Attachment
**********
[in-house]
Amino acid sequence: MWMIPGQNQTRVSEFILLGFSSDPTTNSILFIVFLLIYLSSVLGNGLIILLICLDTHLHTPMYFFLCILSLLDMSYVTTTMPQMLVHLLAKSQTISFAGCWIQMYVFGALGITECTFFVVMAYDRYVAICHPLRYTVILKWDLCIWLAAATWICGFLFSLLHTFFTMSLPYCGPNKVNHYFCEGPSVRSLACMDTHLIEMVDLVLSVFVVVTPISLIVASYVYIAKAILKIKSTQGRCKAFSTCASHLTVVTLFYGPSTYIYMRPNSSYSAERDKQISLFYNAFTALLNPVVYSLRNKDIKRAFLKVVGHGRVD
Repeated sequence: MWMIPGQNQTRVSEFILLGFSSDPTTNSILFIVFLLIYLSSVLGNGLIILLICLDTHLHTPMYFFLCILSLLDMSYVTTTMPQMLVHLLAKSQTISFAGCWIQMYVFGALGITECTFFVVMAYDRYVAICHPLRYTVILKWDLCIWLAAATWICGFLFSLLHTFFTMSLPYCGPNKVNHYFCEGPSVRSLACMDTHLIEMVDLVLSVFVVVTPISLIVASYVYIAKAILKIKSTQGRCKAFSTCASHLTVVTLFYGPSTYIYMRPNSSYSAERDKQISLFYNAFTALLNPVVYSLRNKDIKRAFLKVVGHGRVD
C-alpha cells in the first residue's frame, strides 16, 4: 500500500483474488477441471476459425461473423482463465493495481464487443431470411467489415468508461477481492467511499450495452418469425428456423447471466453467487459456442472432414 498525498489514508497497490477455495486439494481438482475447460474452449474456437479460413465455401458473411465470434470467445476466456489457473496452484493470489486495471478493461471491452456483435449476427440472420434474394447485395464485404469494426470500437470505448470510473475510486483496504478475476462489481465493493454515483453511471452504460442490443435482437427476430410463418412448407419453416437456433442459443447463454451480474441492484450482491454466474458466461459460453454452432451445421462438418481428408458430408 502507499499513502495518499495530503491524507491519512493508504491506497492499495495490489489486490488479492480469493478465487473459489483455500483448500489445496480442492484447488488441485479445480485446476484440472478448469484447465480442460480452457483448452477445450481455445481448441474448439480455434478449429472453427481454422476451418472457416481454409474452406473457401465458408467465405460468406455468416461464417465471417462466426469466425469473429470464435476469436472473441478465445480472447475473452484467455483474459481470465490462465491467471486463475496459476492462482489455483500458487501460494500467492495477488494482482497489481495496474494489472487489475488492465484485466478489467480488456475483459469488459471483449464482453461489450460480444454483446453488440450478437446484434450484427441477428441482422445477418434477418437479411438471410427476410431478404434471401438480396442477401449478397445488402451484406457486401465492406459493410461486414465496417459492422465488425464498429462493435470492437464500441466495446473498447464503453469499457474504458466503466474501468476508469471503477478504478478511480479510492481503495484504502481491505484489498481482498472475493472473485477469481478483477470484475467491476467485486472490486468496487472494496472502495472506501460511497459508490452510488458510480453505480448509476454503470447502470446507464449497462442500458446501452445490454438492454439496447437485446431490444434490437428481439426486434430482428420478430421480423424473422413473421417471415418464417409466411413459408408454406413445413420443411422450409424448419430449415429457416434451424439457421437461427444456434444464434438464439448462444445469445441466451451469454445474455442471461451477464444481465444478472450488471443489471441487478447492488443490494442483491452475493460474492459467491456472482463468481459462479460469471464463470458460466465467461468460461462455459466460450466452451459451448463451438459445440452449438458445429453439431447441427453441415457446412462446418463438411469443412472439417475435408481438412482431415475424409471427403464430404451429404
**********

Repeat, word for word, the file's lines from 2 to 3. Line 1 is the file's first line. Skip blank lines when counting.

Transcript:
Amino acid sequence: MWMIPGQNQTRVSEFILLGFSSDPTTNSILFIVFLLIYLSSVLGNGLIILLICLDTHLHTPMYFFLCILSLLDMSYVTTTMPQMLVHLLAKSQTISFAGCWIQMYVFGALGITECTFFVVMAYDRYVAICHPLRYTVILKWDLCIWLAAATWICGFLFSLLHTFFTMSLPYCGPNKVNHYFCEGPSVRSLACMDTHLIEMVDLVLSVFVVVTPISLIVASYVYIAKAILKIKSTQGRCKAFSTCASHLTVVTLFYGPSTYIYMRPNSSYSAERDKQISLFYNAFTALLNPVVYSLRNKDIKRAFLKVVGHGRVD
Repeated sequence: MWMIPGQNQTRVSEFILLGFSSDPTTNSILFIVFLLIYLSSVLGNGLIILLICLDTHLHTPMYFFLCILSLLDMSYVTTTMPQMLVHLLAKSQTISFAGCWIQMYVFGALGITECTFFVVMAYDRYVAICHPLRYTVILKWDLCIWLAAATWICGFLFSLLHTFFTMSLPYCGPNKVNHYFCEGPSVRSLACMDTHLIEMVDLVLSVFVVVTPISLIVASYVYIAKAILKIKSTQGRCKAFSTCASHLTVVTLFYGPSTYIYMRPNSSYSAERDKQISLFYNAFTALLNPVVYSLRNKDIKRAFLKVVGHGRVD